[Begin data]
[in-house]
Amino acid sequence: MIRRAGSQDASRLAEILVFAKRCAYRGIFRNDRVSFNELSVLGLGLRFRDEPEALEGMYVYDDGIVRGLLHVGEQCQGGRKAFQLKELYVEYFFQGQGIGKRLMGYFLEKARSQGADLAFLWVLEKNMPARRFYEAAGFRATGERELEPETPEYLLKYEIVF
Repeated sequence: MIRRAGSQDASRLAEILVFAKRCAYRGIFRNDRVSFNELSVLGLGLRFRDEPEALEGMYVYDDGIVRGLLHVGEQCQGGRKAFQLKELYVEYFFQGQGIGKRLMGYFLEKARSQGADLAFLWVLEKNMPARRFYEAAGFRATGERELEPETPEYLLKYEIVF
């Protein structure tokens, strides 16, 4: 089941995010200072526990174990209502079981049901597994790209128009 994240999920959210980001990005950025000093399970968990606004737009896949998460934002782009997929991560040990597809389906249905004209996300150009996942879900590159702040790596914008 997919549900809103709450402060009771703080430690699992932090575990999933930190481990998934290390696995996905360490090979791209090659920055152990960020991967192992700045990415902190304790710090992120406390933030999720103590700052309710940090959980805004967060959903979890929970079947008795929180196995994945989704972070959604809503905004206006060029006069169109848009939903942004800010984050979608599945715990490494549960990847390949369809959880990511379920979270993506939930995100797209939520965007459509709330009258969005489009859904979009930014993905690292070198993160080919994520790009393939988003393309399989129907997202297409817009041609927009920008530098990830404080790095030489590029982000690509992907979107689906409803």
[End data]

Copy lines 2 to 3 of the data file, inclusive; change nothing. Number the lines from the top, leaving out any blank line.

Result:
Amino acid sequence: MIRRAGSQDASRLAEILVFAKRCAYRGIFRNDRVSFNELSVLGLGLRFRDEPEALEGMYVYDDGIVRGLLHVGEQCQGGRKAFQLKELYVEYFFQGQGIGKRLMGYFLEKARSQGADLAFLWVLEKNMPARRFYEAAGFRATGERELEPETPEYLLKYEIVF
Repeated sequence: MIRRAGSQDASRLAEILVFAKRCAYRGIFRNDRVSFNELSVLGLGLRFRDEPEALEGMYVYDDGIVRGLLHVGEQCQGGRKAFQLKELYVEYFFQGQGIGKRLMGYFLEKARSQGADLAFLWVLEKNMPARRFYEAAGFRATGERELEPETPEYLLKYEIVF